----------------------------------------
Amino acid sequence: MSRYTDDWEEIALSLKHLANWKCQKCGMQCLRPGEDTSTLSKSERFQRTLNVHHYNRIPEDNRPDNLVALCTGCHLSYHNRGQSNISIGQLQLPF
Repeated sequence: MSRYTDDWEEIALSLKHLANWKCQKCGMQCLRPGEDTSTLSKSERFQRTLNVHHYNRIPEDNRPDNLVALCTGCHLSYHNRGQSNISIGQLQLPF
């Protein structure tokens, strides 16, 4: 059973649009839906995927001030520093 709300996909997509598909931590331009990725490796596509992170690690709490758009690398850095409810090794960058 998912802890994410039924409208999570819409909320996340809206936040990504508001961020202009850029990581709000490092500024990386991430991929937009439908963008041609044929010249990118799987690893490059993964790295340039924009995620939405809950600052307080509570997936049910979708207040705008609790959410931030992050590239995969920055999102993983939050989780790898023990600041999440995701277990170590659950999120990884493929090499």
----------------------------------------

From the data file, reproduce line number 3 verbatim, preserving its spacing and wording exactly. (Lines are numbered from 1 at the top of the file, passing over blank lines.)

């Protein structure tokens, strides 16, 4: 059973649009839906995927001030520093 709300996909997509598909931590331009990725490796596509992170690690709490758009690398850095409810090794960058 998912802890994410039924409208999570819409909320996340809206936040990504508001961020202009850029990581709000490092500024990386991430991929937009439908963008041609044929010249990118799987690893490059993964790295340039924009995620939405809950600052307080509570997936049910979708207040705008609790959410931030992050590239995969920055999102993983939050989780790898023990600041999440995701277990170590659950999120990884493929090499």